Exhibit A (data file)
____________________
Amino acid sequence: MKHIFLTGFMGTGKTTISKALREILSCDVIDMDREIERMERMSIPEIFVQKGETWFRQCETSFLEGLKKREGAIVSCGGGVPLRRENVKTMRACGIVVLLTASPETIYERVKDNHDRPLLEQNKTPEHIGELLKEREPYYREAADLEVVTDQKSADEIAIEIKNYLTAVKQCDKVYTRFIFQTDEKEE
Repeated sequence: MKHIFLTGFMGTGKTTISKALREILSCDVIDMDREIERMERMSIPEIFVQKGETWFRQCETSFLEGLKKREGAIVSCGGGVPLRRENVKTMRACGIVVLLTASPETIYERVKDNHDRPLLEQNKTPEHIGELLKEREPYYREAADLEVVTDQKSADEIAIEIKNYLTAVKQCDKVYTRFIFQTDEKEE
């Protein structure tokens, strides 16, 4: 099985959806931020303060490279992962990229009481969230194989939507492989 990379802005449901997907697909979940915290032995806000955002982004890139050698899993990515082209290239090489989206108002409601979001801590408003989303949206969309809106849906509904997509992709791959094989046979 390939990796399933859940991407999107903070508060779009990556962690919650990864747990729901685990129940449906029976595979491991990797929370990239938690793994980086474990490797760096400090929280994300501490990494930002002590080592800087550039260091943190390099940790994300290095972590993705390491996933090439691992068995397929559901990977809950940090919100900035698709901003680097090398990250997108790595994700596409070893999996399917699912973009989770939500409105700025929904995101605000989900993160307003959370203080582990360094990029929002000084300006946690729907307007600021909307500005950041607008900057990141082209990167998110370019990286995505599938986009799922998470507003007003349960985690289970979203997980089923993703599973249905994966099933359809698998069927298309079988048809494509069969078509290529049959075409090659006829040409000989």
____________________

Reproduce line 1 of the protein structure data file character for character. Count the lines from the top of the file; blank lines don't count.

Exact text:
Amino acid sequence: MKHIFLTGFMGTGKTTISKALREILSCDVIDMDREIERMERMSIPEIFVQKGETWFRQCETSFLEGLKKREGAIVSCGGGVPLRRENVKTMRACGIVVLLTASPETIYERVKDNHDRPLLEQNKTPEHIGELLKEREPYYREAADLEVVTDQKSADEIAIEIKNYLTAVKQCDKVYTRFIFQTDEKEE